Growing Ferns in Cold Frames
Where there is no cold house available, and no suitable garden space, often there is room for one or more cold frames. Many interesting and beautiful ferns can be grown in these structures. The frames preferably should be placed overif the ferns are to be planted directly therein, but if they are to be put on a flagged yard or on concrete they are best used to accommodate a collection in pans and pots, plunged in ashes or sand. This is because a frame set on concrete and filled with soil would not have adequate , whereas one filled with pot plants in ashes will drain better.
Where the underlying soil is reasonably good and well drained it is enough to fork in extra leafmould and coarse grit, but if the natural soil is very poor or very heavy it is as well to remove it to the depth of a foot or so; then, breaking up the bottom thoroughly, add six inches of broken stone, broken bricks or similar material spread over the frame bottom; cover this with a layer of rough fibrous peat or similar material to prevent fine soil washing down, and then fill up with six to nine inches depth of good fern compost.
In bright sunny weather shading may be necessary and the best method of providing this is to make lath frames which can be removed easily in dull weather. A lath frame can be made very easily by nailing together pieces of timber, one and a half to two inches square section, to make a rectangular framework just the size of the frame lights.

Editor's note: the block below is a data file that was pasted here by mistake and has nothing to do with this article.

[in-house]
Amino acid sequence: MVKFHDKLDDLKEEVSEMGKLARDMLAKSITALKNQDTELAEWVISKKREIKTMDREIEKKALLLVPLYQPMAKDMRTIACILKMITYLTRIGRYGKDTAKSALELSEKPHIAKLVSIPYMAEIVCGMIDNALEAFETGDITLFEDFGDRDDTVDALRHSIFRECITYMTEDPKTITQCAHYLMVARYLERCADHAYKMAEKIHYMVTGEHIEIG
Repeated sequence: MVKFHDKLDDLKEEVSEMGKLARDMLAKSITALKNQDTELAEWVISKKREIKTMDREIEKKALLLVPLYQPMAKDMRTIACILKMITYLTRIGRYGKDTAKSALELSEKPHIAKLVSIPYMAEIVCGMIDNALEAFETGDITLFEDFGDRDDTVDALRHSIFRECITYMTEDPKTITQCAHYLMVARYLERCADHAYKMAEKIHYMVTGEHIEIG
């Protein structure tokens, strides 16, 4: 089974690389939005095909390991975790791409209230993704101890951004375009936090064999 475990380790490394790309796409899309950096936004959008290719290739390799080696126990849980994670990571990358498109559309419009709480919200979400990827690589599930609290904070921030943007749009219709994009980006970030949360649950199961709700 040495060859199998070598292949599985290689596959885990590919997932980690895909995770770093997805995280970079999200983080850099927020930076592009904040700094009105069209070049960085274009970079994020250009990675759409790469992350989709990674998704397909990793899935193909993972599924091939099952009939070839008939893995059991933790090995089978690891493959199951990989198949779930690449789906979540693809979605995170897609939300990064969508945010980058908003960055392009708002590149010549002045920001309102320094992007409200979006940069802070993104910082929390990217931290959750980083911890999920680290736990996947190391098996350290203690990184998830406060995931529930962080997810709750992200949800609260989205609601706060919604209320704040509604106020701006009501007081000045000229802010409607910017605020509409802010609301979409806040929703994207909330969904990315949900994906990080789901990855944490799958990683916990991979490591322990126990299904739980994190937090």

Plasterer’s laths are now nailed to the frame, leaving one-inch gaps between each lath, until the whole framework is covered. Treated with a suitable wood preservative which is not injurious to the plants these lath frames will last for many years.
Nowadays plastic shading; is made which will roll up and down, or it could be attached to a framework similar to that described above, for it is desirable to remove the frame lights altogether in fine weather, leaving the lath or plastic shading in position, and this will require the shading to be kept rigid.
Good ventilation is important at all times. Anything like a close stuffy atmosphere must be avoided by providing means of keeping the frames propped up a few inches.
Suitable ferns for frame culture are those of moderate stature which will not grow above the sides of the frame, and include the Adiantums, Aspleniums, Cryptogramma, Cystopteris, Blechnums, Cheilanthes, the dwarfer Athyriums, Polypodiums and Polystichums, and the many dwarfer varieties of Phyllitis scolopendrium.
Care should be taken to avoid constantly wetting the fronds when watering, especially the Aspleniums, whose fronds will turn black and rot when kept too wet.
Maintenance consists chiefly in keeping the frame tidy, removing weeds as they appear, removing dead fronds, and giving more room to varieties which begin to encroach upon one another. An annual top-dressing as advocated for ferns planted out in the open or under glass is repaid by healthy growth and good-coloured fronds.
In very bad weather, or when smog appears, the frames should be closed down until the weather improves, when air should be given once more. After fog it is necessary sometimes to wash down the glass to remove deposits of grime which would prevent sufficient light reaching the plants. The frames described are the traditional type, but, of course, there are all manner of structures on the market nowadays which can be used. Many are easier to manipulate, but the same principles apply to all.